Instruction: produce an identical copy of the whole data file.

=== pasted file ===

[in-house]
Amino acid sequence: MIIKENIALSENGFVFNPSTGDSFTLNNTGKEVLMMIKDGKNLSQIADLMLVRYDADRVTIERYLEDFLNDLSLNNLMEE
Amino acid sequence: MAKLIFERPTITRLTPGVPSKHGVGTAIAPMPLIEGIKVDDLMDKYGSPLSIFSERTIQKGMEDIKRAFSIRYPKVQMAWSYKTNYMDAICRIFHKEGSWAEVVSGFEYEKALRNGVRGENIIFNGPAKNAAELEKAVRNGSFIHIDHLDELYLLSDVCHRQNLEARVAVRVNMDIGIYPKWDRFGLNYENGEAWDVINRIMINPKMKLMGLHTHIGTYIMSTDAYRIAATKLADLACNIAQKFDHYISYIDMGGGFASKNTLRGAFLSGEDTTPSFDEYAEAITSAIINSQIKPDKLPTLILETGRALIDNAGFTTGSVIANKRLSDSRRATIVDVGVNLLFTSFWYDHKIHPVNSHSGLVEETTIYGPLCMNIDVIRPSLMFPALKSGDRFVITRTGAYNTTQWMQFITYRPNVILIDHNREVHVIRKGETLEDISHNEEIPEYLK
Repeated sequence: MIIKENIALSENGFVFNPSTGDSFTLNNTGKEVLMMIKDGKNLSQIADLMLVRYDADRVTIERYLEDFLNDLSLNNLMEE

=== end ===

[in-house]
Amino acid sequence: MIIKENIALSENGFVFNPSTGDSFTLNNTGKEVLMMIKDGKNLSQIADLMLVRYDADRVTIERYLEDFLNDLSLNNLMEE
Amino acid sequence: MAKLIFERPTITRLTPGVPSKHGVGTAIAPMPLIEGIKVDDLMDKYGSPLSIFSERTIQKGMEDIKRAFSIRYPKVQMAWSYKTNYMDAICRIFHKEGSWAEVVSGFEYEKALRNGVRGENIIFNGPAKNAAELEKAVRNGSFIHIDHLDELYLLSDVCHRQNLEARVAVRVNMDIGIYPKWDRFGLNYENGEAWDVINRIMINPKMKLMGLHTHIGTYIMSTDAYRIAATKLADLACNIAQKFDHYISYIDMGGGFASKNTLRGAFLSGEDTTPSFDEYAEAITSAIINSQIKPDKLPTLILETGRALIDNAGFTTGSVIANKRLSDSRRATIVDVGVNLLFTSFWYDHKIHPVNSHSGLVEETTIYGPLCMNIDVIRPSLMFPALKSGDRFVITRTGAYNTTQWMQFITYRPNVILIDHNREVHVIRKGETLEDISHNEEIPEYLK
Repeated sequence: MIIKENIALSENGFVFNPSTGDSFTLNNTGKEVLMMIKDGKNLSQIADLMLVRYDADRVTIERYLEDFLNDLSLNNLMEE